happened to have his pistols with him.

"Yes ; I always take them into the country
one may as well practise when one has the
opportunity. Besides, sportsmen are often
quarrelsome ; and if it is known that one
shoots well, it keeps one out of quarrels !"

"Very true," said Lilburne, rather admir-
ingly ; "I have made the same remark myself
when I was younger. I have not shot with a
pistol for some years. I am well enough now to


walk out with the help of a stick. Suppose we
practise for half-an-hour or so."

"With all my heart," said Mr. Marsden.

The pistols were brought, and they strolled
forth ; Lord Lilburne found his hand out.

"As I never hunt now," said the peer, and
he gnashed his teeth, and glanced at his
maimed limb ; " for though lameness would
not prevent my keeping my seat, violent ex-
ercise hurts my leg ; and Brodie says, any fresh
accident might bring on tic douloureux ; and
as my gout does not permit me to join the
shooting parties at present, it would be a kind-
ness in you to lend me your pistols it would
while away an hour or so ; though, thank
Heaven, my duelling days are over!"

" Certainly," said Mr. Marsden ; and the
pistols were consigned to Lord Lilburne.

Four days from that date, as Mr. Mars-
den, Vaudemont, and some other gentlemen,
were making for the covers, they came upon
Lord Lilburne, who, in a part of the park not
in sight or sound of the house, was amusing
himself with Mr. Marsden's pistols, which
Dykeman was at hand to load for him. He
turned round, not at all disconcerted by the

" You have no idea how I Ve improved,


Marsden ; just see ! " and he pointed to a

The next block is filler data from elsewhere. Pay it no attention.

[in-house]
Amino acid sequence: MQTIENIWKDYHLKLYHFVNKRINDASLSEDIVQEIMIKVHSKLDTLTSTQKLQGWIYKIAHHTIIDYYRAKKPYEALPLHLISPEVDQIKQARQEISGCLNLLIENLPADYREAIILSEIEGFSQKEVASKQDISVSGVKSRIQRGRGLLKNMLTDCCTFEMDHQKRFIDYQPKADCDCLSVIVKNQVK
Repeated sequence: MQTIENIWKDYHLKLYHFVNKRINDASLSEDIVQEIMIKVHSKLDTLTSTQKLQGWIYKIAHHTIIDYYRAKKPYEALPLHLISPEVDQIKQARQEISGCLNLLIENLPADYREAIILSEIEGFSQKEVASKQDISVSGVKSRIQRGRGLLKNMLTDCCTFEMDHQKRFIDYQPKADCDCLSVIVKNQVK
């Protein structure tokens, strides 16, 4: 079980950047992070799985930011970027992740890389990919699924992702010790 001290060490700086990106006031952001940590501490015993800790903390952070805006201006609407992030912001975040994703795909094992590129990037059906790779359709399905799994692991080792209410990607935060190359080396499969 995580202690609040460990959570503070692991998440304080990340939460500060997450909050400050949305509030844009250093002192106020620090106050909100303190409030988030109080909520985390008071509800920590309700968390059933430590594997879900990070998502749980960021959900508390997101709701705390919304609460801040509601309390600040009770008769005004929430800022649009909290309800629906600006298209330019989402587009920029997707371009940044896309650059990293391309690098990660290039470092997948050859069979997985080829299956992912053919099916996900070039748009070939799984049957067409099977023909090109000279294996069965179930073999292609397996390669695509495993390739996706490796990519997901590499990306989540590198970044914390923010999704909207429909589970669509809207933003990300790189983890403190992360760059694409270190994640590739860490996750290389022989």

glove nailed to a tree. " I 've hit that mark
twice in five times ; and every time I have
gone straight enough along the line to have
killed my man."

"Ay, the mark itself does not so much
signify," said Mr. Marsden; " at least, not in
actual duelling the great thing is to be in
the line."

While he spoke, Lord Lilburne's ball went
a third time through the glove. His cold
bright eye turned on Vaudemont, as he said,
with a smile,

"They tell me you shoot well with a fowling-
piece, my dear Vaudemont ; are you equally
adroit with the pistol ?"

"You may see, if you like; but you take
aim, Lord Lilburne; that would be of no use
in English duelling. Permit me."

He walked to the glove, and tore from it
one of the fingers, which he fastened separately
to the tree, took the pistol from Dykeman as
he walked past him, gained the spot whence
to fire, turned at once round, without apparent
aim, and the finger fell to the ground.

Lilburne stood aghast.

" That 's wonderful !" said Marsden ;
" quite wonderful. Where the devil did you


get such a knack ? for its only knack after
all ! "

"I lived for many years in a country where
the practice was constant, where all that
belongs to rifle-shooting was a necessary ac-
complishment a country in which man had
often to contend against the wild beast. In
civilised states, man himself supplies the place
of the wild beast but we don't hunt him!
Lord Lilburne (and this was added with a
smiling and disdainful whisper), you must
practise a little more."

But disregardful of the advice, from that
day Lord Lilburne's morning occupation was
gone. He thought no more of a duel with
Vaudemont. As soon as the sportsmen had
left him, he bade Dykeman take up the pistols,
and walked straight home into the library,
where Robert Beaufort, who was no sportsman,
generally spent his mornings.

He flung himself into an arm-chair, and
said, as he stirred the fire with unusual vehe-

" Beaufort, I 'm very sorry I asked you to
invite Vaudemont. He 's a very ill-bred, dis-
agreeable fellow!"


Beaufort threw down his steward's account-
book on which he was employed, and replied,


" Lilburne, I have never had an easy mo-
ment since that man has been in the house.
As he was your guest, I did not like to speak
before, but don't you observe you must ob-
serve how like he is to the old family por-
traits? The more I have examined him, the